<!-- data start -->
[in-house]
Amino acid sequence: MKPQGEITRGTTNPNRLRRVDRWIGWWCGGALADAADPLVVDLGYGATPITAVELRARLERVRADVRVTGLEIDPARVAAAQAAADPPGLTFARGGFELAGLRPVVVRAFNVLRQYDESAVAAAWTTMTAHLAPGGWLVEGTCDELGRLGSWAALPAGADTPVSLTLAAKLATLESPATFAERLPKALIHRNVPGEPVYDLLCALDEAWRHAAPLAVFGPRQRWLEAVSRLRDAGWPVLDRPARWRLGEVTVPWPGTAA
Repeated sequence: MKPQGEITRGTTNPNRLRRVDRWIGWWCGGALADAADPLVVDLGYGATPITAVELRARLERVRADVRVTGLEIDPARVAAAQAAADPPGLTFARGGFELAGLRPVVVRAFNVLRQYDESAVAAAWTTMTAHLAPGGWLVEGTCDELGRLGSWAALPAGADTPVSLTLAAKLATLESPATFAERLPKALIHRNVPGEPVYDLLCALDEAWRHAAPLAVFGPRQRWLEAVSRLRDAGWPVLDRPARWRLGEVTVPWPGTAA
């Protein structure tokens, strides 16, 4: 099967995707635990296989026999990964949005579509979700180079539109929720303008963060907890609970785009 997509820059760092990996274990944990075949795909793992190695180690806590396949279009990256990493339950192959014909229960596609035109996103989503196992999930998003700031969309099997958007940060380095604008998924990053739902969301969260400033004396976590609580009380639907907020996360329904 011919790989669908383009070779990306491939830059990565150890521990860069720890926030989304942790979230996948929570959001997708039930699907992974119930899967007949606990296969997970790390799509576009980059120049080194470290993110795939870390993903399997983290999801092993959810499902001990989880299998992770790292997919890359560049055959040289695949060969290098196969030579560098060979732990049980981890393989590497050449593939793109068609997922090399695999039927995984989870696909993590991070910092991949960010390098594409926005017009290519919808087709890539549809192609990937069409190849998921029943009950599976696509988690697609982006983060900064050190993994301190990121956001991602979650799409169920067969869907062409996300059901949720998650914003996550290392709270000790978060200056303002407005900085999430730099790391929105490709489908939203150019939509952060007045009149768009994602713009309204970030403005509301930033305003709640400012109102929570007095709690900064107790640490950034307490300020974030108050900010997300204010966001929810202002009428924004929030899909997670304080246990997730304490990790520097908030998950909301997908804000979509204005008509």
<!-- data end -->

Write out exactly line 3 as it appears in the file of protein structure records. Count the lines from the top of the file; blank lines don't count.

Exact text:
Repeated sequence: MKPQGEITRGTTNPNRLRRVDRWIGWWCGGALADAADPLVVDLGYGATPITAVELRARLERVRADVRVTGLEIDPARVAAAQAAADPPGLTFARGGFELAGLRPVVVRAFNVLRQYDESAVAAAWTTMTAHLAPGGWLVEGTCDELGRLGSWAALPAGADTPVSLTLAAKLATLESPATFAERLPKALIHRNVPGEPVYDLLCALDEAWRHAAPLAVFGPRQRWLEAVSRLRDAGWPVLDRPARWRLGEVTVPWPGTAA